USDA's Natural Resources Conservation Service announced that proposals for the updated Regional Conservation Partnership Program are due Dec. 3.
RCPP supports partner-driven conservation efforts that will improve the nation's water quality, combat drought, enhance soil health, support wildlife habitat and protect agricultural viability. Application information is available on the RCPP web page or on grants.gov.
RCPP-eligible partners include private industry, nongovernment organizations, Indian tribes, state and local governments, water districts, and universities. Partners may request between $250,000 and $10 million in RCPP funding through this announcement with $300 million available nationwide.
Leveraging NRCS funding is a key principle of RCPP. Partners are expected to make value-added contributions to amplify the effect of federal funding.
The 2018 Farm Bill made substantive changes, making RCPP more straightforward for partners and producers. RCPP is now a stand-alone program with its own dedicated funding. Additionally, the 2018 Farm Bill reduces the number of funding pools to make the submission and approval process easier.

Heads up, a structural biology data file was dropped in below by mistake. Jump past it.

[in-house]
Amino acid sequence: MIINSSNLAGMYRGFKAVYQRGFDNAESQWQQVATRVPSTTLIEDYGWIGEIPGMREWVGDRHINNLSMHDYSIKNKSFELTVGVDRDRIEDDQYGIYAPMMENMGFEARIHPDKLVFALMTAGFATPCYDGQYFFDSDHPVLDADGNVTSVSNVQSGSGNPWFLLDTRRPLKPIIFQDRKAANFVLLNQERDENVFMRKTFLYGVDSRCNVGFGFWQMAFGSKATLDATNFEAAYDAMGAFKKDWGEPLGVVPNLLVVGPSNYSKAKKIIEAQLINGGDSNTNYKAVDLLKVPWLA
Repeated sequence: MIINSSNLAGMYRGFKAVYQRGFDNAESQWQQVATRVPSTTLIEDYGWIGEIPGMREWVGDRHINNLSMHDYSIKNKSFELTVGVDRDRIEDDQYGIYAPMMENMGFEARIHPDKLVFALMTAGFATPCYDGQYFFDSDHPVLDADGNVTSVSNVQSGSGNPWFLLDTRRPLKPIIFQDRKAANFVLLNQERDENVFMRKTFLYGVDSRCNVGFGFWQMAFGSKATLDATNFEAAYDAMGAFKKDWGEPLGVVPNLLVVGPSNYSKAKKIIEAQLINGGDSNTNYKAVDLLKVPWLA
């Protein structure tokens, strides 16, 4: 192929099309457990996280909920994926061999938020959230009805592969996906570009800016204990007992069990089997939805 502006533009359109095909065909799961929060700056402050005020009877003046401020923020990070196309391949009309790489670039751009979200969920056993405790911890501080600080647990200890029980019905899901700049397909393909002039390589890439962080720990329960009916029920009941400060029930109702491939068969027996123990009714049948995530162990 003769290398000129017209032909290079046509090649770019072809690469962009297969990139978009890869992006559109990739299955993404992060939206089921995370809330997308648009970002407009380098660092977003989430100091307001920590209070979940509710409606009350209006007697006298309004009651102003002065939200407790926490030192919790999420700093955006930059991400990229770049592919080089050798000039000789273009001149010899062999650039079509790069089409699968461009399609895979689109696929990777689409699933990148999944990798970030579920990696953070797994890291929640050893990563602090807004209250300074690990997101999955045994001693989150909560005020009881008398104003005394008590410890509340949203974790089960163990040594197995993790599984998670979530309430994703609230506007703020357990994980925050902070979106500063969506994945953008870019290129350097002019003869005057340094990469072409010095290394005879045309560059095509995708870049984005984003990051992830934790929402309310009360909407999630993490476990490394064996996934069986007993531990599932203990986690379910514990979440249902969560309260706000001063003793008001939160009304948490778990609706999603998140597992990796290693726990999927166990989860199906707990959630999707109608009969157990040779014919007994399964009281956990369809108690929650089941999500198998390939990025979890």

"The new RCPP offers opportunities for partners and NRCS to develop and implement unique conservation solutions that engage farmers, ranchers and forest landowners," NRCS Nebraska state conservationist Craig Derickson says. "A single RCPP project can include just about any farm bill conservation activity that NRCS is authorized to carry out. We're really looking forward to what our partners across Nebraska and the nation propose to do with these program dollars."
The first iteration of RCPP, which originally was created by the 2014 Farm Bill, combined nearly $1 billion in NRCS investments with close to $2 billion in non-NRCS dollars to implement conservation practices across the nation. There currently are 375 active RCPP projects that have engaged close to 2,000 partners.
"Successful RCPP projects provide innovative conservation solutions, leverage partner contributions, offer impactful and measurable outcomes, and are implemented by capable partners," Derickson says. "This will help to conserve farmland, improve water and soil quality, and deliver good food, all while giving local farmers a helping hand."